Learner drivers should have to prove they can spot potholes to pass the test, according to a motoring firm.
The AA wants poor road surfaces to be included in the hazard perception test because of the damage they cause to vehicles.
It also called for advice on what to do when drivers encounter a pothole to be added to the Highway Code.
A study released late last year showed Scottish roads were littered with the highest number of potholes in the UK and would stretch to a combined depth of nearly four miles. A total of 154,310 potholes were reported to Scottish councils in 2016 – around 16,000 more than the next worst-hit region, the south-west of England.
Hazard perception is part of the theory driving test and involves candidates identifying something that would cause them to take action such as slow down or change direction in 14 video clips.
The pass rate of the practical driving test fell to a nine-year low of 45 per cent after changes to make the exam more realistic were introduced in December last year.
The AA advises motorists who spot a pothole to:
● Slow down if necessary but keep an eye on the rear view mirror
● Stay in lane
● Avoid big swerves.
A survey of a small sample of driving instructors found that the majority have broken down during a lesson at least once in the past 12 months because of pothole-related damage, and many have to adapt lessons to avoid certain roads where there are too many potholes.
Some learners have even had to abandon a practical driving test because their car was damaged by a pothole, the AA was told.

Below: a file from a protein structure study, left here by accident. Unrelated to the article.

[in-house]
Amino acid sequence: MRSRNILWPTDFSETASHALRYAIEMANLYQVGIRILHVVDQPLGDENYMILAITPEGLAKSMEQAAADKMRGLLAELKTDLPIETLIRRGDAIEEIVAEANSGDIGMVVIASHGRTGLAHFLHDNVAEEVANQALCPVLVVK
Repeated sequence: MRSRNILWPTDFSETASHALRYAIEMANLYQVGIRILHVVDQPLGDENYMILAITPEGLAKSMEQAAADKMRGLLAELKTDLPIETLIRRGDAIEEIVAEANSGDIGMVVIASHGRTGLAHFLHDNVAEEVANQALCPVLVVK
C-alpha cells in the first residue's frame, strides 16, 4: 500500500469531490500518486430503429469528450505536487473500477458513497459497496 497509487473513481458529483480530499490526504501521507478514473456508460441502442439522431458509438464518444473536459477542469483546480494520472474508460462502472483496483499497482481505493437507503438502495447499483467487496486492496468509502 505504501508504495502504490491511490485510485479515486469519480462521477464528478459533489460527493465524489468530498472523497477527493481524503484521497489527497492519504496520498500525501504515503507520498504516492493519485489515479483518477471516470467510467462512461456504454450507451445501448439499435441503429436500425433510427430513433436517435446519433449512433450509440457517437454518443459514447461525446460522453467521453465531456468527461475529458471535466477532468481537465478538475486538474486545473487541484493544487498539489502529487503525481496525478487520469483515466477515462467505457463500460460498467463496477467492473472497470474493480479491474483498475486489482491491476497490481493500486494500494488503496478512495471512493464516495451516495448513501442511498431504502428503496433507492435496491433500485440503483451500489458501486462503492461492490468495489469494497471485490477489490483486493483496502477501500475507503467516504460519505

Damage to tyres, wheels and suspension are the most common problems.
AA president Edmund King said: “It is a sad indictment of our poor road conditions that instructors are having to adapt their lessons to avoid potholed roads.
“More troubling is the fact that lessons and tests are being abandoned because of pothole-related breakdowns.
“This is damaging to learners’ confidence and to instructors; whose livelihoods depend on having a fit-for-purpose road network and an undamaged car.
“The situation is so serious that the hazard perception test and Highway Code need to change to reflect the state of the roads that learner drivers have to learn on.
“There is no advice for drivers about potholes anywhere in the Highway Code yet it is one of the most common hazards they encounter.”
The UK government said the DVSA keeps the driving test under constant review to make it as effective as possible.